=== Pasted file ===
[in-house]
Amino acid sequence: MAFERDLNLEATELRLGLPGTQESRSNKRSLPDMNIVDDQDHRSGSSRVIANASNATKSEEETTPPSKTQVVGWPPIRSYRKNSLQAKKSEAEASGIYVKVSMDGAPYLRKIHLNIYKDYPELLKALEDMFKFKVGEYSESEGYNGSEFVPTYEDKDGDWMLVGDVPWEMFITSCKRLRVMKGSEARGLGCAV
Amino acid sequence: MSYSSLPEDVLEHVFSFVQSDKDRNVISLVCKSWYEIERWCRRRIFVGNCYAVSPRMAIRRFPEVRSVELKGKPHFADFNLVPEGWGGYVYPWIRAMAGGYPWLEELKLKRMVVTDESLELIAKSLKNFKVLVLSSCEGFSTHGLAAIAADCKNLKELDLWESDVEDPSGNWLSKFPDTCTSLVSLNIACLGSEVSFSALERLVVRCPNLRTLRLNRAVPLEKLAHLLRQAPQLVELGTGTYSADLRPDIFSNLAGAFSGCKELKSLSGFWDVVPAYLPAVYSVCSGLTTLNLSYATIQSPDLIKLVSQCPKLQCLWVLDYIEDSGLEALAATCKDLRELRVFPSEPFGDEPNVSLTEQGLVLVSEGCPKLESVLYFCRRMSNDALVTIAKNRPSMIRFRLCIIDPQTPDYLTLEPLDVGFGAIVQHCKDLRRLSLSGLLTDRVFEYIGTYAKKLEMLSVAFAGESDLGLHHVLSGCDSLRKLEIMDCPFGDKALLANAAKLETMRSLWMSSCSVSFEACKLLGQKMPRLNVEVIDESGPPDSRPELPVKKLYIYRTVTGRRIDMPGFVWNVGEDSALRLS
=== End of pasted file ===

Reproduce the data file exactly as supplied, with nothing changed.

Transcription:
[in-house]
Amino acid sequence: MAFERDLNLEATELRLGLPGTQESRSNKRSLPDMNIVDDQDHRSGSSRVIANASNATKSEEETTPPSKTQVVGWPPIRSYRKNSLQAKKSEAEASGIYVKVSMDGAPYLRKIHLNIYKDYPELLKALEDMFKFKVGEYSESEGYNGSEFVPTYEDKDGDWMLVGDVPWEMFITSCKRLRVMKGSEARGLGCAV
Amino acid sequence: MSYSSLPEDVLEHVFSFVQSDKDRNVISLVCKSWYEIERWCRRRIFVGNCYAVSPRMAIRRFPEVRSVELKGKPHFADFNLVPEGWGGYVYPWIRAMAGGYPWLEELKLKRMVVTDESLELIAKSLKNFKVLVLSSCEGFSTHGLAAIAADCKNLKELDLWESDVEDPSGNWLSKFPDTCTSLVSLNIACLGSEVSFSALERLVVRCPNLRTLRLNRAVPLEKLAHLLRQAPQLVELGTGTYSADLRPDIFSNLAGAFSGCKELKSLSGFWDVVPAYLPAVYSVCSGLTTLNLSYATIQSPDLIKLVSQCPKLQCLWVLDYIEDSGLEALAATCKDLRELRVFPSEPFGDEPNVSLTEQGLVLVSEGCPKLESVLYFCRRMSNDALVTIAKNRPSMIRFRLCIIDPQTPDYLTLEPLDVGFGAIVQHCKDLRRLSLSGLLTDRVFEYIGTYAKKLEMLSVAFAGESDLGLHHVLSGCDSLRKLEIMDCPFGDKALLANAAKLETMRSLWMSSCSVSFEACKLLGQKMPRLNVEVIDESGPPDSRPELPVKKLYIYRTVTGRRIDMPGFVWNVGEDSALRLS